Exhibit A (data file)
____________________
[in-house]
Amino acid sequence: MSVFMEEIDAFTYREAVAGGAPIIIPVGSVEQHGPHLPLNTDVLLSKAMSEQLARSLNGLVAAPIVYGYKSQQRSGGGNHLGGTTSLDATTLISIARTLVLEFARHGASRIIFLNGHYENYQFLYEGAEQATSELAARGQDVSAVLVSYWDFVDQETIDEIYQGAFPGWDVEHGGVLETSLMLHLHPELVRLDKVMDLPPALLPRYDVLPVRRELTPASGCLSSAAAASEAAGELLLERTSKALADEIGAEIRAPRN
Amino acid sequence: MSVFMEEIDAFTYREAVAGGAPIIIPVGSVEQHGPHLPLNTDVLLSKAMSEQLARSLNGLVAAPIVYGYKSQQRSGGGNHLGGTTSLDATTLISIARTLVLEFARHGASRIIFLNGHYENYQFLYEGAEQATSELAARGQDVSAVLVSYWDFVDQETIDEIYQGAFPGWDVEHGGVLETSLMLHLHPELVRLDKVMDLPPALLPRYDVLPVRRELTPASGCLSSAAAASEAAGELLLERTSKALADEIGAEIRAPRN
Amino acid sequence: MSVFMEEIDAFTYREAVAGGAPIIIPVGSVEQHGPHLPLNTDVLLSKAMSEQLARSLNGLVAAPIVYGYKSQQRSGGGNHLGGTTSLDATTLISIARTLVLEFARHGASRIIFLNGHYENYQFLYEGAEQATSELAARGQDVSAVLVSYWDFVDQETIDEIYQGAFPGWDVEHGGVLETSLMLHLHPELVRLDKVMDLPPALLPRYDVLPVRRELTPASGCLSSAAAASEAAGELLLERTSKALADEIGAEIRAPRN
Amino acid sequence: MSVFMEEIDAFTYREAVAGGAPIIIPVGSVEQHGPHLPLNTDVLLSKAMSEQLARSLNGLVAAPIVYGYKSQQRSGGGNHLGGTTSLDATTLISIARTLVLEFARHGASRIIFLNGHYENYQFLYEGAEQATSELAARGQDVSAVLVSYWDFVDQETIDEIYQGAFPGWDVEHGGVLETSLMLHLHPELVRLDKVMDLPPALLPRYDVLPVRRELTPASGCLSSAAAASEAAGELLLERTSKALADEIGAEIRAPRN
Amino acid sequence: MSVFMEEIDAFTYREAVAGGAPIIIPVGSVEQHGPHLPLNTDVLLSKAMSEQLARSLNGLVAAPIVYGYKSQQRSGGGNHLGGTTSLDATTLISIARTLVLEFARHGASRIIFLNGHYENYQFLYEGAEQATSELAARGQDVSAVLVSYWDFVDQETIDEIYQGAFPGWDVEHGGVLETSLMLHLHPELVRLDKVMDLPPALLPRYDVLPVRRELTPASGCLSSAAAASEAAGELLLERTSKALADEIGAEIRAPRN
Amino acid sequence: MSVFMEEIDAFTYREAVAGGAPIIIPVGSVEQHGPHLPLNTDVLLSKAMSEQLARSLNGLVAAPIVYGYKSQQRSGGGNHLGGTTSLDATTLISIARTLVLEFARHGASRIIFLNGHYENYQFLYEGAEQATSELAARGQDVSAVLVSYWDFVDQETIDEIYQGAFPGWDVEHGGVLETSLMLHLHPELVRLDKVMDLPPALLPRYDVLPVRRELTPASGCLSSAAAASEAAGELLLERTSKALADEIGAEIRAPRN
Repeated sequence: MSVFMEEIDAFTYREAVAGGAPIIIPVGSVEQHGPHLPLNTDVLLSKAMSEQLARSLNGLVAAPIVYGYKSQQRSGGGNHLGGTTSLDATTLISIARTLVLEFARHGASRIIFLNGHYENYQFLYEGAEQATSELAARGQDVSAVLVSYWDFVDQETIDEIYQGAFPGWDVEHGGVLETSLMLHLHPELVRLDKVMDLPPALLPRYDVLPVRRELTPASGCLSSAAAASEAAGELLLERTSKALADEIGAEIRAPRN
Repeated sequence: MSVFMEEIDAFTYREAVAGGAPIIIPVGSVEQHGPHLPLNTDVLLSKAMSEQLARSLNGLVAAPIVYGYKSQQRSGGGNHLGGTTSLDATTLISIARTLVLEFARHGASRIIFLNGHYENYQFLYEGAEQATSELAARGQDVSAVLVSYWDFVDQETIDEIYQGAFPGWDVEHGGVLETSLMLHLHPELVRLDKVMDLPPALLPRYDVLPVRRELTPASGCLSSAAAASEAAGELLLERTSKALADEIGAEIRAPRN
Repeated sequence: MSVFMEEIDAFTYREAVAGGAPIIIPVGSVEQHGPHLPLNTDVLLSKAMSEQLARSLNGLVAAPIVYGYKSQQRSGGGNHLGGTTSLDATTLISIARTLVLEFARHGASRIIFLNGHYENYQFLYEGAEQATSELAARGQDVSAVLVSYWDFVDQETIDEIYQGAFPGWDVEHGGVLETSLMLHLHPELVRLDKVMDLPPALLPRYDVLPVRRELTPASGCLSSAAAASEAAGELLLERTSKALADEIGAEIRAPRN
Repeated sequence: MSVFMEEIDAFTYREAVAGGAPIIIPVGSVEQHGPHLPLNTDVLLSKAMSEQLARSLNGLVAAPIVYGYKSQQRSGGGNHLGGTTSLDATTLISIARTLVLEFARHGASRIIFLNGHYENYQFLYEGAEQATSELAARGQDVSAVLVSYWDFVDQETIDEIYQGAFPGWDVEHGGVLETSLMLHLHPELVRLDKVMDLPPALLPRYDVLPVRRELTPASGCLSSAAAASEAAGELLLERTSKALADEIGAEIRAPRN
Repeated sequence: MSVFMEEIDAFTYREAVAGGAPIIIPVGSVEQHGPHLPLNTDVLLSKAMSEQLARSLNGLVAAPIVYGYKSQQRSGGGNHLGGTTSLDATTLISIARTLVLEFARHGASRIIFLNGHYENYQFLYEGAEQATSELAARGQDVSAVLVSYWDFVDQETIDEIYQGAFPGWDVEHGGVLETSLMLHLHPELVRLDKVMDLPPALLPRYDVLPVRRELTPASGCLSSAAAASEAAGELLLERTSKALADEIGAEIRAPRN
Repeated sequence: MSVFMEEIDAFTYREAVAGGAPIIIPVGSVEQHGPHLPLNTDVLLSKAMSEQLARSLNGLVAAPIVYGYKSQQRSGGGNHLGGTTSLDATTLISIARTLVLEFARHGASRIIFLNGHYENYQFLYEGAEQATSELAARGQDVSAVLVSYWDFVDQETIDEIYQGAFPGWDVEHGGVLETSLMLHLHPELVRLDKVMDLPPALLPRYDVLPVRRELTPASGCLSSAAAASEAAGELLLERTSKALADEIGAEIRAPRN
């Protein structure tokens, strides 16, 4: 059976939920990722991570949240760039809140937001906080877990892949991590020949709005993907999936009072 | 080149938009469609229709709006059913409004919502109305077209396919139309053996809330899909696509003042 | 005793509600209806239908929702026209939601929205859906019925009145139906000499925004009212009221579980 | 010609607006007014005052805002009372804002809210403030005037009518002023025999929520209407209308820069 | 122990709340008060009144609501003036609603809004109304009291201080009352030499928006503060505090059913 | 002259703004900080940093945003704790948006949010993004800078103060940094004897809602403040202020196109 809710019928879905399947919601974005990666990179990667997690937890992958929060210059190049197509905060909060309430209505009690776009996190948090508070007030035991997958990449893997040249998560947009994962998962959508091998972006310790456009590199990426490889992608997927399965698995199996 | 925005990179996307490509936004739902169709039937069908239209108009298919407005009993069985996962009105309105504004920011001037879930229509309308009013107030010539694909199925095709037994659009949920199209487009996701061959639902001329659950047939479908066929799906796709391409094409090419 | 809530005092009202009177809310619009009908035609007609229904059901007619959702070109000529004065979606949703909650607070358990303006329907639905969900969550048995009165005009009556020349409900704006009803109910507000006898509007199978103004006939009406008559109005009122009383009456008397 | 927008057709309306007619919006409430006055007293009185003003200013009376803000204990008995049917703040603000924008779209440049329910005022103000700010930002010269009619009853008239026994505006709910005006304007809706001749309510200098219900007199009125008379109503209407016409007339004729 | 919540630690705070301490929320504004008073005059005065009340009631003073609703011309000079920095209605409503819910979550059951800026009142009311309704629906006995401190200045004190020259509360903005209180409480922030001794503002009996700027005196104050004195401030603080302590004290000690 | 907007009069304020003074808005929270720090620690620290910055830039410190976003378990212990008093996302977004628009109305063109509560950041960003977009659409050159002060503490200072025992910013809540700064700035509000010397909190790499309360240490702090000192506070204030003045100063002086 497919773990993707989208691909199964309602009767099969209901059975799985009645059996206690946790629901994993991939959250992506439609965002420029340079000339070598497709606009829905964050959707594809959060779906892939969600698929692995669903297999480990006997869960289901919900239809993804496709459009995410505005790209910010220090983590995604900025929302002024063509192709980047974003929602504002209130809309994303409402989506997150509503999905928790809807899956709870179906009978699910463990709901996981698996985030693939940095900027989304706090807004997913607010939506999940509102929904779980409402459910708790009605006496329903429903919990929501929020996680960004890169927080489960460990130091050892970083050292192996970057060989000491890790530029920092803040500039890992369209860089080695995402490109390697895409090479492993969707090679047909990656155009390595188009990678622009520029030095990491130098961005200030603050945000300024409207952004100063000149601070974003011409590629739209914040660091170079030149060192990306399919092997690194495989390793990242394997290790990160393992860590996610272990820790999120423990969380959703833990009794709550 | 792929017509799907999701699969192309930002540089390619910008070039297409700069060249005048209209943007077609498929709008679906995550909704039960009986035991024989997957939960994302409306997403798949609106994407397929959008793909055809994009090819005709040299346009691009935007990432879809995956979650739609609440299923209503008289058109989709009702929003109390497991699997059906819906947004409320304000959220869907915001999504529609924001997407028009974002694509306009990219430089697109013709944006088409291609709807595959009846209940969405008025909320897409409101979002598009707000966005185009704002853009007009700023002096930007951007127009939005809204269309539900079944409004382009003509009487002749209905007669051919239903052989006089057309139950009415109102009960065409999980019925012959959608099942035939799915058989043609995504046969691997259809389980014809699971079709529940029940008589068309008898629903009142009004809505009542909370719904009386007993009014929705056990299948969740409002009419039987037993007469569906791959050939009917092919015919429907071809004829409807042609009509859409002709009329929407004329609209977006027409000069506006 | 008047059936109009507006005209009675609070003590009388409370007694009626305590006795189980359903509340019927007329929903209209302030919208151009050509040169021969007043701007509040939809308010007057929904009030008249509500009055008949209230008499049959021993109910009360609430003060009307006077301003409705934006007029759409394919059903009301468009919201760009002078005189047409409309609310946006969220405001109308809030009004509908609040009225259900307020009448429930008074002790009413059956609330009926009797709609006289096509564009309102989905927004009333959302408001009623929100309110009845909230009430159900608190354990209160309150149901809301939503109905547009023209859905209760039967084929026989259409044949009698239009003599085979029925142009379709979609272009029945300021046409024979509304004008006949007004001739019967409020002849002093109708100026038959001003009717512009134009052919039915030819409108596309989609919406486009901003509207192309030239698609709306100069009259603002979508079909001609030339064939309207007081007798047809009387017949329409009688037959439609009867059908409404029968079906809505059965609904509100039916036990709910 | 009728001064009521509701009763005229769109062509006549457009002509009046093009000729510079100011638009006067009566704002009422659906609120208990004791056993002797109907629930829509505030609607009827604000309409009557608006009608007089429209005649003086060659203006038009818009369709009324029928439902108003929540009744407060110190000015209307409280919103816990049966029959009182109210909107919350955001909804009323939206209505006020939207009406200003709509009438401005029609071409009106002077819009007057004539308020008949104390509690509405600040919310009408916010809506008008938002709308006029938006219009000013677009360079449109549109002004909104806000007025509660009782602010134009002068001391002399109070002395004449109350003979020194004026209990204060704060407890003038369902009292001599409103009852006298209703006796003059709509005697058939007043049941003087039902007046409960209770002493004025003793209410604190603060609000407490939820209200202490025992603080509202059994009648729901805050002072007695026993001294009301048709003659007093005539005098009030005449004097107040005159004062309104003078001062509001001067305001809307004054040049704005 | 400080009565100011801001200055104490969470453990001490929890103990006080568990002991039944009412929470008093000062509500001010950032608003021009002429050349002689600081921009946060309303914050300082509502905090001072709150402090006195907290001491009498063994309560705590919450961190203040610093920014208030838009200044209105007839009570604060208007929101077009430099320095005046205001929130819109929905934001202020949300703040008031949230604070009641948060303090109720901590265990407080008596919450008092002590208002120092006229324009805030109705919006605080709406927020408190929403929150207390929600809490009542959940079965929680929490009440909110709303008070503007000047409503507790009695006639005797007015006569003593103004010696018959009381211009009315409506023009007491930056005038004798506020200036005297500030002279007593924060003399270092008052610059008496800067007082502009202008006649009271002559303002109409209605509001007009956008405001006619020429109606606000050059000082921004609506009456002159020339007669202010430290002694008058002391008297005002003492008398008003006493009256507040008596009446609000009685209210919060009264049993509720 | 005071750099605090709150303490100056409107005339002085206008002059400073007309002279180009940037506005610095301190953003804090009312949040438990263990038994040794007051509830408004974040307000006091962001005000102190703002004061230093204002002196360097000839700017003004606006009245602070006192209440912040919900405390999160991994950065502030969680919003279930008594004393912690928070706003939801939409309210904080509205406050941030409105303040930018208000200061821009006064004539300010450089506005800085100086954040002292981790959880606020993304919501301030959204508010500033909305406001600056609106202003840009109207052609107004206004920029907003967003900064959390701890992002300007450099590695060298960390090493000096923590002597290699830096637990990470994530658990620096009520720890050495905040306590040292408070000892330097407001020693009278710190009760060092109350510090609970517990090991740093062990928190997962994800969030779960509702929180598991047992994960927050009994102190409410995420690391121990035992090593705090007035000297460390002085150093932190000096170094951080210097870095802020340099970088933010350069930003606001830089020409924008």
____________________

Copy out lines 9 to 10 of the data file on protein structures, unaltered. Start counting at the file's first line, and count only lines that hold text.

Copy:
Repeated sequence: MSVFMEEIDAFTYREAVAGGAPIIIPVGSVEQHGPHLPLNTDVLLSKAMSEQLARSLNGLVAAPIVYGYKSQQRSGGGNHLGGTTSLDATTLISIARTLVLEFARHGASRIIFLNGHYENYQFLYEGAEQATSELAARGQDVSAVLVSYWDFVDQETIDEIYQGAFPGWDVEHGGVLETSLMLHLHPELVRLDKVMDLPPALLPRYDVLPVRRELTPASGCLSSAAAASEAAGELLLERTSKALADEIGAEIRAPRN
Repeated sequence: MSVFMEEIDAFTYREAVAGGAPIIIPVGSVEQHGPHLPLNTDVLLSKAMSEQLARSLNGLVAAPIVYGYKSQQRSGGGNHLGGTTSLDATTLISIARTLVLEFARHGASRIIFLNGHYENYQFLYEGAEQATSELAARGQDVSAVLVSYWDFVDQETIDEIYQGAFPGWDVEHGGVLETSLMLHLHPELVRLDKVMDLPPALLPRYDVLPVRRELTPASGCLSSAAAASEAAGELLLERTSKALADEIGAEIRAPRN